Thai public cleared to participate in charter change, but roadblocks lie ahead
The review of two charter draft bills has been completed, paving the way for changes to the 2017 Constitution that is at the heart of Thailand’s political impasse.
However, critics doubt the charter rewriters will be free from political interference.
Last November, lawmakers passed the two charter amendment drafts in the first reading. The drafts pave the way for a Constitution Drafting Assembly (CDA) to write a new charter, but stipulate that chapters on the monarchy and general provisions be left untouched.
The review panel agreed on three contentious points in the drafts.
First, all 200 CDA members will be elected by the public in provincial polls. The number of members from each province will depend on its size.
This contrasts with the 2017 charter, which was written by a junta-appointed panel.
The elected CDA will be given 240 days to rewrite the charter.
Second, the votes needed to pass a charter amendment will be increased, making it more difficult to change the Constitution. The number of votes will be raised from a simple parliamentary majority to two-thirds in the first and third readings. But the panel agreed with removing clauses stipulating at least one-third of senators and 20 per cent of opposition MPs are needed to pass charter change.
Third, the CDA’s new charter must be passed by the public in a referendum.
The move to amend the Constitution followed mounting pressure on the government from youth-led protesters calling for the resignation of Prime Minister Prayut Chan-o-cha, a more democratic Constitution and reform of the monarchy. Critics say certain provisions in the charter are “undemocratic” and designed to enable Prayut to retain power following his 2014 coup as Army chief.
Move Forward or Kao Klai is a reincarnation of the now-defunct Future Forward Party, which was dissolved by the charter court in February last year for receiving an illegal loan. Some 50 MPs of the defunct party who were spared a 10-year ban from politics joined Move Forward.
‘Too little, too late’
Review panel secretary Nikorn Chamnong said the draft revision was a “reconciliatory” move towards ending political deadlock as it allows the public to elect the CDA and vote on the new charter draft.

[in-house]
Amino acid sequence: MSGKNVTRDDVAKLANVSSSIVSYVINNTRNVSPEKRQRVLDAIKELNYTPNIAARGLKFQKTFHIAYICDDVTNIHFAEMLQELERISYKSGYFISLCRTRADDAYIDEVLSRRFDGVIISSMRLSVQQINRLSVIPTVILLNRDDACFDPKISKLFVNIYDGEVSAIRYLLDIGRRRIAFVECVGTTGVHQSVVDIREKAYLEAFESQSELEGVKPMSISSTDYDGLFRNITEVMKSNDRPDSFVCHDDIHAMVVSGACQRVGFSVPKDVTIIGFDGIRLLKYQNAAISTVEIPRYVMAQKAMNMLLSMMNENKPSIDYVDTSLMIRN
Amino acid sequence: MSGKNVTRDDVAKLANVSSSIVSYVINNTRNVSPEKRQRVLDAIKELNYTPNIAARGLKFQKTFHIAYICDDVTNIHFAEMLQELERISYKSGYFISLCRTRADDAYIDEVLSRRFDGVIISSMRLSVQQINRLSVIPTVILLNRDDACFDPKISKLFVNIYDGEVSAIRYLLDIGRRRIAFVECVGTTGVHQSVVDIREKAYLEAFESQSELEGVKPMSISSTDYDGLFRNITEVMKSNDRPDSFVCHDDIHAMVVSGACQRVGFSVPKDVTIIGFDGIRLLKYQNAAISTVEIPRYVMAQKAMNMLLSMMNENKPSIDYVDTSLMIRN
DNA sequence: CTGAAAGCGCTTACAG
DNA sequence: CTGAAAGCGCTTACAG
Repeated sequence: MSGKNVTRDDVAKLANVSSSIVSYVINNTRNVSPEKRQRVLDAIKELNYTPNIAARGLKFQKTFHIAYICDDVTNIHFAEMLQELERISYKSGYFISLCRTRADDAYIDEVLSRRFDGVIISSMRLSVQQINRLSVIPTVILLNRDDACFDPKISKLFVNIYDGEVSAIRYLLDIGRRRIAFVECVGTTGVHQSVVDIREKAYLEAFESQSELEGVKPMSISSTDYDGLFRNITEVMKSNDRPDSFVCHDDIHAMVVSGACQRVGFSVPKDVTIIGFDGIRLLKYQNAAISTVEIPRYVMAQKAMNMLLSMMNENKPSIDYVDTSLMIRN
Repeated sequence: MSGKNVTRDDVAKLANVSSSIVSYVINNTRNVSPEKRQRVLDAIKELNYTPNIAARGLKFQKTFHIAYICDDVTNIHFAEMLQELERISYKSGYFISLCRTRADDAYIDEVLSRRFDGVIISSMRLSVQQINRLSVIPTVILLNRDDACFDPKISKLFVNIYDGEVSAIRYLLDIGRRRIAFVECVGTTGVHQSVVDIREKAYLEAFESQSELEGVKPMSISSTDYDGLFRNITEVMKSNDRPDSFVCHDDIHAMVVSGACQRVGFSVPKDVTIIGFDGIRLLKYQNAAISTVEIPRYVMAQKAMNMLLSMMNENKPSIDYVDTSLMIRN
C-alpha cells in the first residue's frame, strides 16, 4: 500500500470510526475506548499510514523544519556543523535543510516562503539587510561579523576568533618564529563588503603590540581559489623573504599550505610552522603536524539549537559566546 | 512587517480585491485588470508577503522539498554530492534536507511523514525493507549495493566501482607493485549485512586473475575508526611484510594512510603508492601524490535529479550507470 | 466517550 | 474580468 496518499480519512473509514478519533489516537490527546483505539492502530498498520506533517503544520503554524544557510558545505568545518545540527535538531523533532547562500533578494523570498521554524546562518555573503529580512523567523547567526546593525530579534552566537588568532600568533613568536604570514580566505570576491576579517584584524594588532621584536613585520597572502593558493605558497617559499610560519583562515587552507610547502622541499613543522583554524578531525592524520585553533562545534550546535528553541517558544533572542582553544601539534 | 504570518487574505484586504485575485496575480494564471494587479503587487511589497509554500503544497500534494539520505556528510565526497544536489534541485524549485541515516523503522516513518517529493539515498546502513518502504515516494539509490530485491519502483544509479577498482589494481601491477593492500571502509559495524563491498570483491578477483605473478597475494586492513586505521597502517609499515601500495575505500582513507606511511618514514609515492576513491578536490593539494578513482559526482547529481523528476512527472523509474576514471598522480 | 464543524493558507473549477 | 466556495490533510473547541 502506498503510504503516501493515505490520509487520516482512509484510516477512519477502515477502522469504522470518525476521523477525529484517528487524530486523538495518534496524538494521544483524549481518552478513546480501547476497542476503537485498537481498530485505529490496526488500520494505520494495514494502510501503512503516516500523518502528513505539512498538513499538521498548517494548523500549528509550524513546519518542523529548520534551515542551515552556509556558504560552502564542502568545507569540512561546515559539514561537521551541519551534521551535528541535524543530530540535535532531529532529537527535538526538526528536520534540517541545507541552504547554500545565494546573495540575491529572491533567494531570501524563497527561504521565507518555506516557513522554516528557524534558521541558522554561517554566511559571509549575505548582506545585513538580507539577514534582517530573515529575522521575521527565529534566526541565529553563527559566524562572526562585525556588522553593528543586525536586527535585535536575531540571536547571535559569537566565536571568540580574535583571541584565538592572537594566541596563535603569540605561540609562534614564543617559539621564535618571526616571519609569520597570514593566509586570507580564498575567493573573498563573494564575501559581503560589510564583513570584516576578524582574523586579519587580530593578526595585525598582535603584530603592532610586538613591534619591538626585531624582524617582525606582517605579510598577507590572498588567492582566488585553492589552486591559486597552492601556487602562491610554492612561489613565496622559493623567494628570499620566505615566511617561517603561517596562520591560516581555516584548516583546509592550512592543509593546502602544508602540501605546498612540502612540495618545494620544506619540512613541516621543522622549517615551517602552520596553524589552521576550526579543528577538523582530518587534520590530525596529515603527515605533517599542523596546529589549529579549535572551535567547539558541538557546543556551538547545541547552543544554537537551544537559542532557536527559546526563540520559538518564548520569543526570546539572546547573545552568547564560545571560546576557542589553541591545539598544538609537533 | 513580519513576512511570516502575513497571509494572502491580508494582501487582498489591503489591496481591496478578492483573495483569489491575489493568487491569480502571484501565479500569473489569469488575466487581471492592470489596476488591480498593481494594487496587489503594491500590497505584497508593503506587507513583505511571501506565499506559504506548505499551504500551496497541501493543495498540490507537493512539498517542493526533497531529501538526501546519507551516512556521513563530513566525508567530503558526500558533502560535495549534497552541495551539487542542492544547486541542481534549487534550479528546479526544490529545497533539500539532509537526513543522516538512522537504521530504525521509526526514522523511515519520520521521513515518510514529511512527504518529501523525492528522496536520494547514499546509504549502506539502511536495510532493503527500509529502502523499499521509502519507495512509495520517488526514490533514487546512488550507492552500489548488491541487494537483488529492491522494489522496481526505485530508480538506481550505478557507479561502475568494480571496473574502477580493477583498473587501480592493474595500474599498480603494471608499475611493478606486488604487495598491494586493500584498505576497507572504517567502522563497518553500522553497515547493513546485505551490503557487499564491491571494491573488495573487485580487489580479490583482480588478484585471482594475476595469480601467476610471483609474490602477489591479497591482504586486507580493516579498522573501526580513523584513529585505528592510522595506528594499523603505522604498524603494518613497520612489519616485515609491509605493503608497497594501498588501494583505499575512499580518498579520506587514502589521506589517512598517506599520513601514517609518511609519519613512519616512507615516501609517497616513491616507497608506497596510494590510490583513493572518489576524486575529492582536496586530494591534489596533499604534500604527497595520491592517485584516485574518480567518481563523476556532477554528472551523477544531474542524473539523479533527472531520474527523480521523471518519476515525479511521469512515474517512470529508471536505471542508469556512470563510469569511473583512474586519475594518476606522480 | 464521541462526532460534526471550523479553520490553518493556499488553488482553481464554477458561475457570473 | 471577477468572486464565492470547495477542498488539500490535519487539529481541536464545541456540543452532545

The panel’s decision came from a compromise between representatives of the government, opposition MPs and senators, said the MP from the ruling coalition’s Chart Thai Pattana party.
Yuthaporn Issarachai, a political scientist from Sukhothai Thammathirat Open University, doubts whether the public vote to elect CDA members will guarantee they are politically independent.
“Having an all-elected CDA reflects public participation, but it may still be dominated by politicians or canvassers [as in a general election],” Yuthaporn said.
He suggested that lawmakers limit the role of the CDA to a “communicator” that conveys messages to the public to avoid interference from politicians.
The analyst was also sceptical the amendment bill would ease the ongoing conflict.
“I think it is too late [to use the bill] to compromise with protesters. In the end, the charter will be altered to benefit lawmakers, not bring about true reform,” he added.
The protesters’ favoured draft bill, which allowed changes to chapters on the monarchy and general provisions, was rejected by Parliament in November.
Involving the monarchy in the no-confidence motion has sparked angry accusations from the government camp that this constitutes a grave insult to the revered institution. However, observers say opposition parties have every right to bring up the topic since the censure motion accurately describes the government’s misconduct.
The pitfalls ahead
The second reading of the revised charter amendment draft bill will be held on February 24-25. Each article of the draft will require a “yay” from the majority.
The third reading will be held 15 days later with voting expected in mid-March. In the third reading, the bill will require support from more than half of Parliament or 376 members, including yes votes from at least 84 senators and 43 opposition MPs.
If it passes, the bill will be put to a national referendum as it involves changes to the process of amending the Constitution.
However, this process could also be blocked by a legal challenge.
A group of senators and ruling Palang Pracharath MPs have submitted a parliamentary motion seeking a Constitutional Court ruling on whether amendments paving the way for a charter rewrite are constitutional. The group claims the current Constitution allows the amendment of its articles, but does not allow the drafting of a new charter.
Parliament is due to consider the motion on Tuesday (February 9). If it votes to seek a court review, and if the charter court accepts the case and rules that Parliament is not authorised to write a new charter, then the draft bill will be voided.
By Thai PBS World’s Political Desk